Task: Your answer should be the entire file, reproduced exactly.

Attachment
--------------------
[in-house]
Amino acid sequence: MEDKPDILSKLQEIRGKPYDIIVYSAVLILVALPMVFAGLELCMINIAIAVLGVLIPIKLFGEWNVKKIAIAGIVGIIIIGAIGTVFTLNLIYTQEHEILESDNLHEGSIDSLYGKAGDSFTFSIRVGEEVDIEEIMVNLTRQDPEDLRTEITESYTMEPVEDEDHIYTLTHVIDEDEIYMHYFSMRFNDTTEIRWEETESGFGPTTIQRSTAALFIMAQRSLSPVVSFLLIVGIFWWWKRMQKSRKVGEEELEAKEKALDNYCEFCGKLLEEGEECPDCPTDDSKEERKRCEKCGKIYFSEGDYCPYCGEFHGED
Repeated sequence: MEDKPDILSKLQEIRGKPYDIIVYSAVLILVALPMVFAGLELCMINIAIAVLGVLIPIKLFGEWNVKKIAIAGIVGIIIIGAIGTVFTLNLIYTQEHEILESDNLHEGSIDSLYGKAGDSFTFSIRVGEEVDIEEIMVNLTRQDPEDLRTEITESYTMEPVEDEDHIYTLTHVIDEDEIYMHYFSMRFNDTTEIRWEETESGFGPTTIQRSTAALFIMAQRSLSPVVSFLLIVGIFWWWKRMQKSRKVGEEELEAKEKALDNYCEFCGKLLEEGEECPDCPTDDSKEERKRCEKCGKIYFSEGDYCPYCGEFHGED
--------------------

[in-house]
Amino acid sequence: MEDKPDILSKLQEIRGKPYDIIVYSAVLILVALPMVFAGLELCMINIAIAVLGVLIPIKLFGEWNVKKIAIAGIVGIIIIGAIGTVFTLNLIYTQEHEILESDNLHEGSIDSLYGKAGDSFTFSIRVGEEVDIEEIMVNLTRQDPEDLRTEITESYTMEPVEDEDHIYTLTHVIDEDEIYMHYFSMRFNDTTEIRWEETESGFGPTTIQRSTAALFIMAQRSLSPVVSFLLIVGIFWWWKRMQKSRKVGEEELEAKEKALDNYCEFCGKLLEEGEECPDCPTDDSKEERKRCEKCGKIYFSEGDYCPYCGEFHGED
Repeated sequence: MEDKPDILSKLQEIRGKPYDIIVYSAVLILVALPMVFAGLELCMINIAIAVLGVLIPIKLFGEWNVKKIAIAGIVGIIIIGAIGTVFTLNLIYTQEHEILESDNLHEGSIDSLYGKAGDSFTFSIRVGEEVDIEEIMVNLTRQDPEDLRTEITESYTMEPVEDEDHIYTLTHVIDEDEIYMHYFSMRFNDTTEIRWEETESGFGPTTIQRSTAALFIMAQRSLSPVVSFLLIVGIFWWWKRMQKSRKVGEEELEAKEKALDNYCEFCGKLLEEGEECPDCPTDDSKEERKRCEKCGKIYFSEGDYCPYCGEFHGED